It should come as no surprise that an industry already associated with slang and vernacular language actually has its own official language — you've probably even used some of the terms yourself, even if not in the context of sex work. Because the internet has become a popular place for sex workers to find clients, in order to get around the legal gray areas of their career, both the workers and their customers have created secret code words used to communicate in plain sight.
It is quite normal for specific groups of people to develop their own communication methods and language to keep their activities a secret from individuals outside of their trusted circle. Hobos created symbols to let others know which houses were friendly and which to avoid. Drug dealers have their own hashtags on social media and clues in neighborhoods to let other people know what they have to offer. Even police officers, whose ability to effectively communicate without tipping off suspects or bystanders is important, have codes used on the job.
Some of the terms used in the sex industry have fallen out of favor, as sex lingo evolves out of necessity and a respect for the profession. There are other terms that shouldn't be used in the mainstream. As with any industry, these codes are vital to the safety and success of sex workers' trade, and aren't meant to be trivialized or used against them.
When someone is looking for a specific sexual partner on an online sex worker forum, they can use acronyms or code words to communicate those preferences. Be warned that some of these may be offensive. For a very brief example of all the extensive terminology options:
- "Babyback" means that a "Petite, young, attractive Asian" is preferred.
- "Carpet Matches the Drapes" means the person is looking for a natural blonde.
- "LBFM" is an acronym for Little Brown F**king Machine.
- An "Amazon" is a woman that is considered tall, muscular, and somewhat masculine.
As with most internet cultures, the denizens of sex worker forums have chosen new monikers for their members. "Mongers" is a shortened version of "whoremongers" and still refers to a person that frequently enjoys the pleasure of a sex worker. In fact, according to a study in the Journal of Contemporary Ethnography, "john" and "trick" are both considered taboo terms now.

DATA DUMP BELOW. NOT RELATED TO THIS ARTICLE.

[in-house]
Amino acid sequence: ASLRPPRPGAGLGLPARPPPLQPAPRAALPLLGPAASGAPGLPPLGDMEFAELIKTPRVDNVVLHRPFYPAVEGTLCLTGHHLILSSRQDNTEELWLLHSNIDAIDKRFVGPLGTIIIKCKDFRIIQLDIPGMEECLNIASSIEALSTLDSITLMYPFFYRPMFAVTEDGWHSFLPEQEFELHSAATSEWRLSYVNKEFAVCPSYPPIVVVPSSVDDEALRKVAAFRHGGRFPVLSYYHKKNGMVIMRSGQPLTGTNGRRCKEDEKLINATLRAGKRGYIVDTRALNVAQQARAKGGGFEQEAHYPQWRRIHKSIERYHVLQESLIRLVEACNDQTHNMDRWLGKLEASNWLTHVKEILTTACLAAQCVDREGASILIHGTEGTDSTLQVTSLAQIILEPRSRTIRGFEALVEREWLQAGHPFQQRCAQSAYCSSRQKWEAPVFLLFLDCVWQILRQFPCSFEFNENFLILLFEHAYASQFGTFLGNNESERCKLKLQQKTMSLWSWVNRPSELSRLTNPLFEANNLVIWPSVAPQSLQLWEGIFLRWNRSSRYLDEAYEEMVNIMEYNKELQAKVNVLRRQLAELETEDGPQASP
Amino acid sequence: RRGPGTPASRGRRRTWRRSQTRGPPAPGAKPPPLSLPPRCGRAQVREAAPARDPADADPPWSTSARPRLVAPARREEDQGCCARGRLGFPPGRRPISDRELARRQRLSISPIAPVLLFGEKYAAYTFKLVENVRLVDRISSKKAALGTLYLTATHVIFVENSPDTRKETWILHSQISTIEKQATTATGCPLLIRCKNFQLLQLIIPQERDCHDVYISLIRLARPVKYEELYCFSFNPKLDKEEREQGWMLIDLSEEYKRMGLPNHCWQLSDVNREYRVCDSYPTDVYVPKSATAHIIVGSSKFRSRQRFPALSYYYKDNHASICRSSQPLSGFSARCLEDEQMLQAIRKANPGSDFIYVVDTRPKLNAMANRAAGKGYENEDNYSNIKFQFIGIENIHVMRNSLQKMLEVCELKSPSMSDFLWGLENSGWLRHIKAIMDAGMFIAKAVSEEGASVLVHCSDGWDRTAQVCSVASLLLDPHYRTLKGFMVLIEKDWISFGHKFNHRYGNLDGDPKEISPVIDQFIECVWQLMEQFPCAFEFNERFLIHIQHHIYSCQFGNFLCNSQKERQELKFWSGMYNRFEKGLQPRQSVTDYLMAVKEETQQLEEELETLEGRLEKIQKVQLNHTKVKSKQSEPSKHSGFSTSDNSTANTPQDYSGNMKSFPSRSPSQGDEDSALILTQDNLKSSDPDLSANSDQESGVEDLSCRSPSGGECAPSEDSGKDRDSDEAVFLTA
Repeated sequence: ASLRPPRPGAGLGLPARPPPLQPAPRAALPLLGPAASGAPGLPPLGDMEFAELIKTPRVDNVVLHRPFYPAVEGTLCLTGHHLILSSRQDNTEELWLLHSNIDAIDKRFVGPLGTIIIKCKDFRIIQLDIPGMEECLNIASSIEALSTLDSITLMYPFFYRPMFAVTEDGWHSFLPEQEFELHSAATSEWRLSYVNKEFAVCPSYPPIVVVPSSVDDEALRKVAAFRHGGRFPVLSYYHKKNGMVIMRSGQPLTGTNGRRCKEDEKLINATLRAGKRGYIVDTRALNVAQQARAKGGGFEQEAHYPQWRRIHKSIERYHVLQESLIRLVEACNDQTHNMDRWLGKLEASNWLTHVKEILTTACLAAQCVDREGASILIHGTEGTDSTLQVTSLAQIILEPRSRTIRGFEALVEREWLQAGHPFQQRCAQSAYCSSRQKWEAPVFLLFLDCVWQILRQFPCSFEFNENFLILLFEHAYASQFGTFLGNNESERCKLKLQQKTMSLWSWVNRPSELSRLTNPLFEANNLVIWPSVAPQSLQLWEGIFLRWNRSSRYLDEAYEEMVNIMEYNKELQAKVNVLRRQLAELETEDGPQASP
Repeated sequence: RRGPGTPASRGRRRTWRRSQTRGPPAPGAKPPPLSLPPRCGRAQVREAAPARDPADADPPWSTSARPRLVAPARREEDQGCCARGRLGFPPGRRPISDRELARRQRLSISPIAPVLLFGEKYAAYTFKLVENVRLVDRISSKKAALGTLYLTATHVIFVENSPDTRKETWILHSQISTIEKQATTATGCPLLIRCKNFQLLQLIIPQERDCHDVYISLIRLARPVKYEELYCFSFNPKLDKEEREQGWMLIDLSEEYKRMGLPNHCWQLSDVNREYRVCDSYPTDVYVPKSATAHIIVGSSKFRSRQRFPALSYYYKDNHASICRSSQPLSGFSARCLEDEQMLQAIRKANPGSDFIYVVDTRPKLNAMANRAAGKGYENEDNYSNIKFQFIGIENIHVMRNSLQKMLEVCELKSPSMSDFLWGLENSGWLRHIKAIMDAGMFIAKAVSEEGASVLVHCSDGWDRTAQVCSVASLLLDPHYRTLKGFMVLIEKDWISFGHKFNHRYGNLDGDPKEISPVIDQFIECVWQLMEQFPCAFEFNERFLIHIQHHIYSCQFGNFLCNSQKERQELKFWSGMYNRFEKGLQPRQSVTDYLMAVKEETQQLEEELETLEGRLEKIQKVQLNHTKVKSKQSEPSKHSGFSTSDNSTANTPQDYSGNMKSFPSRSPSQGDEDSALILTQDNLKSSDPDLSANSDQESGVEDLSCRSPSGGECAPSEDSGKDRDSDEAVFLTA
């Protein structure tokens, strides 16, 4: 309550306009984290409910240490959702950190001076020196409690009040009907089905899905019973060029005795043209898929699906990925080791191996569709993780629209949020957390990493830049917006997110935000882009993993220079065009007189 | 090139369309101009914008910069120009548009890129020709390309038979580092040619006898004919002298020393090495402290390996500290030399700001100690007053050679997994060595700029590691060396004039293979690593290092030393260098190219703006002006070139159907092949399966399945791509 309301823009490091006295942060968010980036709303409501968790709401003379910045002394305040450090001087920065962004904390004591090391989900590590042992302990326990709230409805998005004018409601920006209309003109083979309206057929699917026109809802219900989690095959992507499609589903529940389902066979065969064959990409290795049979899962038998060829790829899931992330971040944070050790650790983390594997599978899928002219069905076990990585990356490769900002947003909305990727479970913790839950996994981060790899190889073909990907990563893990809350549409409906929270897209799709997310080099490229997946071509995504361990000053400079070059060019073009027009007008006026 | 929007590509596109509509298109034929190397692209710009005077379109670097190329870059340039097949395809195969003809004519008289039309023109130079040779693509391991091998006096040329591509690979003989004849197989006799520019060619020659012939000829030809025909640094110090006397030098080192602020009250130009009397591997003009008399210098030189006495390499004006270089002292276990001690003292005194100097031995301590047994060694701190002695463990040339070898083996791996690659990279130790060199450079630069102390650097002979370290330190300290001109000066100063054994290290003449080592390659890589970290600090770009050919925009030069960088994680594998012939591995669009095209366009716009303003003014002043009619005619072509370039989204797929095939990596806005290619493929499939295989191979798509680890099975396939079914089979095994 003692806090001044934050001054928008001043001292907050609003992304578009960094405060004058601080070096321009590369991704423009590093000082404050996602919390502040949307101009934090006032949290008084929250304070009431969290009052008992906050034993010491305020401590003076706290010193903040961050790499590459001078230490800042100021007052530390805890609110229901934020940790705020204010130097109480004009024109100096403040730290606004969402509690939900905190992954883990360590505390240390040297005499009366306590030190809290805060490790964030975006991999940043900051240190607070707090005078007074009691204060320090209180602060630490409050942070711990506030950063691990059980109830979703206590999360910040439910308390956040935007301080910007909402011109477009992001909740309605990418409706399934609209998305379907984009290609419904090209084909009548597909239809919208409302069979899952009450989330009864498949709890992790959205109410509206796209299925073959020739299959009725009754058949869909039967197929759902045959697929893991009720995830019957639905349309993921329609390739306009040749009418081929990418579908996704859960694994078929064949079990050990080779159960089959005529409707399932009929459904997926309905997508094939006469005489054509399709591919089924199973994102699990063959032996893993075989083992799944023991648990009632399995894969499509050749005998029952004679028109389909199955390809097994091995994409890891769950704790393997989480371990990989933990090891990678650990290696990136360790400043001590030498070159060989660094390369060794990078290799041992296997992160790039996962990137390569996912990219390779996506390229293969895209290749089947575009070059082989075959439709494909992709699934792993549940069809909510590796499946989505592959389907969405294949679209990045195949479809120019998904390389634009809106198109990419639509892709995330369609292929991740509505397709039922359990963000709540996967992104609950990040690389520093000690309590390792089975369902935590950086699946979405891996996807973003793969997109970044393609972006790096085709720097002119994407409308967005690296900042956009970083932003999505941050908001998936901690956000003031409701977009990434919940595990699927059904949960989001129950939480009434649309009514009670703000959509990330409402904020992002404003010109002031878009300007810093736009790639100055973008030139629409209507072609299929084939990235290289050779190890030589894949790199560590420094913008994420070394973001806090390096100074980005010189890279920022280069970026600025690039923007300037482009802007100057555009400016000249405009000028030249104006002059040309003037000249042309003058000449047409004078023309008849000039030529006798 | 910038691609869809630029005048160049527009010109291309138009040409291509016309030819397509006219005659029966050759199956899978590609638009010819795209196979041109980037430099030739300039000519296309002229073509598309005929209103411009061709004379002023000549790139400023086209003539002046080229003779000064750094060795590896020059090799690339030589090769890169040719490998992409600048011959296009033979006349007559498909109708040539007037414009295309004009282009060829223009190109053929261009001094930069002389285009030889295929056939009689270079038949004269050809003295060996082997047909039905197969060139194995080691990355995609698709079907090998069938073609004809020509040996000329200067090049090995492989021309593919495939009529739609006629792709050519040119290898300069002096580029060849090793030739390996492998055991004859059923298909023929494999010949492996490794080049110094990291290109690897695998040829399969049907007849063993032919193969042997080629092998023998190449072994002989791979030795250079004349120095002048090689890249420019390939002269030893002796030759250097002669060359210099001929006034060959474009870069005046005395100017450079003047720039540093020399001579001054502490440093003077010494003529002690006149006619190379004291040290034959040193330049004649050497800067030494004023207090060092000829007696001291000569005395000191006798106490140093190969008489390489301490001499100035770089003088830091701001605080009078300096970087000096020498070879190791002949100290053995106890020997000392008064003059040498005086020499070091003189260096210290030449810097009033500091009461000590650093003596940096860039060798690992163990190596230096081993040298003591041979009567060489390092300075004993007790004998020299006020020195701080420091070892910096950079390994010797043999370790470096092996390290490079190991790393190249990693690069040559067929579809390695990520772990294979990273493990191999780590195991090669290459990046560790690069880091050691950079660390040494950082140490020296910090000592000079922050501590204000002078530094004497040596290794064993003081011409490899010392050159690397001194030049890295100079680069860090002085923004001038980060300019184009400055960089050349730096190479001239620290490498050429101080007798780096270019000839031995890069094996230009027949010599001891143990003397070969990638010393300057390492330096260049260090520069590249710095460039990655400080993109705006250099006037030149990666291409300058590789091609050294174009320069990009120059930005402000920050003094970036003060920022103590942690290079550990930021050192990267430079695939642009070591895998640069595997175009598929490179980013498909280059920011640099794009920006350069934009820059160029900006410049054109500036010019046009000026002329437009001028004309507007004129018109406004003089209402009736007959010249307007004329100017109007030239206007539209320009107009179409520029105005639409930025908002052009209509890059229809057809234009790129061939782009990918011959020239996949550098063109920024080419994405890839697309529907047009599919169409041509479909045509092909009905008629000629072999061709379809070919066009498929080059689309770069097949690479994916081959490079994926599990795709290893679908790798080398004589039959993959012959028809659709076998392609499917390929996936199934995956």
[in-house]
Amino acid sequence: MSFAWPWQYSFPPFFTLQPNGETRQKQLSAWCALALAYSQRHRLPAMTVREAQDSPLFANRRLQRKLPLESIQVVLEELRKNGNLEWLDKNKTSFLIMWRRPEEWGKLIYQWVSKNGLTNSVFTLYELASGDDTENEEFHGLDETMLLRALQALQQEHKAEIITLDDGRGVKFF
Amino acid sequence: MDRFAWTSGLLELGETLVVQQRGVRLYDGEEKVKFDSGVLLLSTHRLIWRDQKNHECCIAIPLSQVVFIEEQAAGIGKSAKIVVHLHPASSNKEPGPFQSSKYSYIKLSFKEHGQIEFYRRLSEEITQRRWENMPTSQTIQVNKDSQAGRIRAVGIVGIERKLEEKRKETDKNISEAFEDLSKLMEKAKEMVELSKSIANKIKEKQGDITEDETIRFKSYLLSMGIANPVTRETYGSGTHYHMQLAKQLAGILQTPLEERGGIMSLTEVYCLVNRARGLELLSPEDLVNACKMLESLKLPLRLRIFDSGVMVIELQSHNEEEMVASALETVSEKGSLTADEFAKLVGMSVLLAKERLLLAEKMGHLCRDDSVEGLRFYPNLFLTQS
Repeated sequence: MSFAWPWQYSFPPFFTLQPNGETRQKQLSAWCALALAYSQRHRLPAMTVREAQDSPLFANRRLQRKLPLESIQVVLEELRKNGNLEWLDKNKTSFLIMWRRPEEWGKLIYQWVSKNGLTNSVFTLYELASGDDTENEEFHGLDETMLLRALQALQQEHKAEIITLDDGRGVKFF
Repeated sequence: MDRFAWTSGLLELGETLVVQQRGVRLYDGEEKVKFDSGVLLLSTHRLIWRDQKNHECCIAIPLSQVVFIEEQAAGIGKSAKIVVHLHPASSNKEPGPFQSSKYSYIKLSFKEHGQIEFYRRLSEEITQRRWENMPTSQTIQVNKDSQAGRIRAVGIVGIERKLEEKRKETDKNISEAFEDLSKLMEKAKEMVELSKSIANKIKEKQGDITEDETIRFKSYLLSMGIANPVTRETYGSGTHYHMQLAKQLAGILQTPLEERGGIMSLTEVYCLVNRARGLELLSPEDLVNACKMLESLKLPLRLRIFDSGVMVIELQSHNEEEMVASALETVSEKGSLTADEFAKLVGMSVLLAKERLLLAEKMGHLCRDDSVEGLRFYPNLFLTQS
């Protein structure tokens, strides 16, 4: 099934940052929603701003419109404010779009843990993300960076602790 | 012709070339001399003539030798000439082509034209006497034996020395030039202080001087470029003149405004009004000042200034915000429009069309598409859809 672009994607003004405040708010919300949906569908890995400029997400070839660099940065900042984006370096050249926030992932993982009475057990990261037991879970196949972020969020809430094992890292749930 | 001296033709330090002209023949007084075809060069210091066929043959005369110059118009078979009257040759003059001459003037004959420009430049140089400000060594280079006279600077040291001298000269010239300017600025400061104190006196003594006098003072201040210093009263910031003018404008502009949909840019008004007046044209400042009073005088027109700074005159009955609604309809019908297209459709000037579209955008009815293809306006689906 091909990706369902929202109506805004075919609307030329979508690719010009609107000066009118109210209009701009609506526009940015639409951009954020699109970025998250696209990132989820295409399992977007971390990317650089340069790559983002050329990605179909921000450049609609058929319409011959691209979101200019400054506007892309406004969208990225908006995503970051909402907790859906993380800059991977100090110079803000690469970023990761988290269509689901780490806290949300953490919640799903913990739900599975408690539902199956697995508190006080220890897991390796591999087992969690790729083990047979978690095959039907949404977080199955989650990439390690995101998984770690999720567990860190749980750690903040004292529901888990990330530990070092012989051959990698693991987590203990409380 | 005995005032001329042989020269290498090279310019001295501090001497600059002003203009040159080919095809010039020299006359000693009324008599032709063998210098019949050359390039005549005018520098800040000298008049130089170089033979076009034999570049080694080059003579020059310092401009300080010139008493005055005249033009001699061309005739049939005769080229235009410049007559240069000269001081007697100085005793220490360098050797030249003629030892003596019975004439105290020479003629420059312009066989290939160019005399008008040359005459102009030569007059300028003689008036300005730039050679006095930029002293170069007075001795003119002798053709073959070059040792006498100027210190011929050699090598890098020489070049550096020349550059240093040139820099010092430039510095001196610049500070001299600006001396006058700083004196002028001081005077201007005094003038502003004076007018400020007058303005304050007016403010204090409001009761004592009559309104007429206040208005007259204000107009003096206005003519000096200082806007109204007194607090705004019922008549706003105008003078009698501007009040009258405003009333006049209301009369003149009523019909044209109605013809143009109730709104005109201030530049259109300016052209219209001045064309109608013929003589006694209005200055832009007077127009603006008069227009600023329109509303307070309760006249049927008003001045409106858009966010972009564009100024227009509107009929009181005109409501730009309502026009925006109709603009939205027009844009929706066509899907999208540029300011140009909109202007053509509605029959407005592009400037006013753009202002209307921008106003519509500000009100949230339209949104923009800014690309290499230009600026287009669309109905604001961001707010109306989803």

"Trollers" relates to the client now perusing the online sex forums instead of the streets in their search for company. Some forums also use this term to refer to people being rude jerks online. "Hobbyist" also refers to clients that spend a fair amount of money and time with sex workers.
There are different women in different situations that engage in sex work. As such, there are lots of different places for a client to meet someone they hope to "employ." And yes, they've got codes for that. For example, if you don't live near a real-life Red Light District, a "mall" is a website that has escort agencies and freelance sex workers. Potential clients can peruse and "window shop" for the woman they want.
An "Asian-American Massage Parlor" might be the location of a certain kind of sex service, but AAMP is used on message boards to denote it. A "Hostess Club" means that the women are strippers, but the location will let them make extra money through prostitution.
With most online communities, individuals can make a name for themselves through their interactions with others and how much time they spend in a particular site or message board. In the world of online sex forums, this person is referred to as a "pooner."
If someone is a "pooner," they have proven themselves to be knowledgeable about the community and other "hobbyists" or "mongers" may seek them out to find information about the sex workers available on the boards. A "pooner" and their opinions of agencies or particular sex workers is held in high regard.